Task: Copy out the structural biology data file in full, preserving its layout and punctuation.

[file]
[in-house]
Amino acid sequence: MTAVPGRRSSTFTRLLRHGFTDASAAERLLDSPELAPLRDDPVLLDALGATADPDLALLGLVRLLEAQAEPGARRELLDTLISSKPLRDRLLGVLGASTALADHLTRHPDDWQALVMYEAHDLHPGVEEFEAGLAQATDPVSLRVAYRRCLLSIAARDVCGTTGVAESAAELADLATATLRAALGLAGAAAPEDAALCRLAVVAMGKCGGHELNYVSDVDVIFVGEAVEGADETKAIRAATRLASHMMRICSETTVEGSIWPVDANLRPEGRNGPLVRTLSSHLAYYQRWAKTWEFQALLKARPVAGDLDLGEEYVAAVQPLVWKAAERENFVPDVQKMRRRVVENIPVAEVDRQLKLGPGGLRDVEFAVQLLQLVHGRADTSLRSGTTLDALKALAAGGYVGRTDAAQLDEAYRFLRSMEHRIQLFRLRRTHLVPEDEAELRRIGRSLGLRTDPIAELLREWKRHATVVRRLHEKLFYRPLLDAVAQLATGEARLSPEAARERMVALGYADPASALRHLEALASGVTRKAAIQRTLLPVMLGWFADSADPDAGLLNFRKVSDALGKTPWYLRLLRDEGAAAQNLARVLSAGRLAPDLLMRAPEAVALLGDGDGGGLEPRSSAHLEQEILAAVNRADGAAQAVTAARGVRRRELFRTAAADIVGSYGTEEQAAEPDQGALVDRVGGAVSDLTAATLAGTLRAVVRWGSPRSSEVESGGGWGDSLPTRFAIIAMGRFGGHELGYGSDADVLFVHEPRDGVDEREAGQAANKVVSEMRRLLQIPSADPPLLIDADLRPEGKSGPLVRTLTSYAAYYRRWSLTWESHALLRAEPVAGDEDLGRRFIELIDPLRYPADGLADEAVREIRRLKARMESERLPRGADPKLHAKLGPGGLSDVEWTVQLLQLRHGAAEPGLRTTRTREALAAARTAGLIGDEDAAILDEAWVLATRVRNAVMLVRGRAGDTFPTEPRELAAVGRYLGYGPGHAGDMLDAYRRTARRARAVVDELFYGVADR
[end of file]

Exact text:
[in-house]
Amino acid sequence: MTAVPGRRSSTFTRLLRHGFTDASAAERLLDSPELAPLRDDPVLLDALGATADPDLALLGLVRLLEAQAEPGARRELLDTLISSKPLRDRLLGVLGASTALADHLTRHPDDWQALVMYEAHDLHPGVEEFEAGLAQATDPVSLRVAYRRCLLSIAARDVCGTTGVAESAAELADLATATLRAALGLAGAAAPEDAALCRLAVVAMGKCGGHELNYVSDVDVIFVGEAVEGADETKAIRAATRLASHMMRICSETTVEGSIWPVDANLRPEGRNGPLVRTLSSHLAYYQRWAKTWEFQALLKARPVAGDLDLGEEYVAAVQPLVWKAAERENFVPDVQKMRRRVVENIPVAEVDRQLKLGPGGLRDVEFAVQLLQLVHGRADTSLRSGTTLDALKALAAGGYVGRTDAAQLDEAYRFLRSMEHRIQLFRLRRTHLVPEDEAELRRIGRSLGLRTDPIAELLREWKRHATVVRRLHEKLFYRPLLDAVAQLATGEARLSPEAARERMVALGYADPASALRHLEALASGVTRKAAIQRTLLPVMLGWFADSADPDAGLLNFRKVSDALGKTPWYLRLLRDEGAAAQNLARVLSAGRLAPDLLMRAPEAVALLGDGDGGGLEPRSSAHLEQEILAAVNRADGAAQAVTAARGVRRRELFRTAAADIVGSYGTEEQAAEPDQGALVDRVGGAVSDLTAATLAGTLRAVVRWGSPRSSEVESGGGWGDSLPTRFAIIAMGRFGGHELGYGSDADVLFVHEPRDGVDEREAGQAANKVVSEMRRLLQIPSADPPLLIDADLRPEGKSGPLVRTLTSYAAYYRRWSLTWESHALLRAEPVAGDEDLGRRFIELIDPLRYPADGLADEAVREIRRLKARMESERLPRGADPKLHAKLGPGGLSDVEWTVQLLQLRHGAAEPGLRTTRTREALAAARTAGLIGDEDAAILDEAWVLATRVRNAVMLVRGRAGDTFPTEPRELAAVGRYLGYGPGHAGDMLDAYRRTARRARAVVDELFYGVADR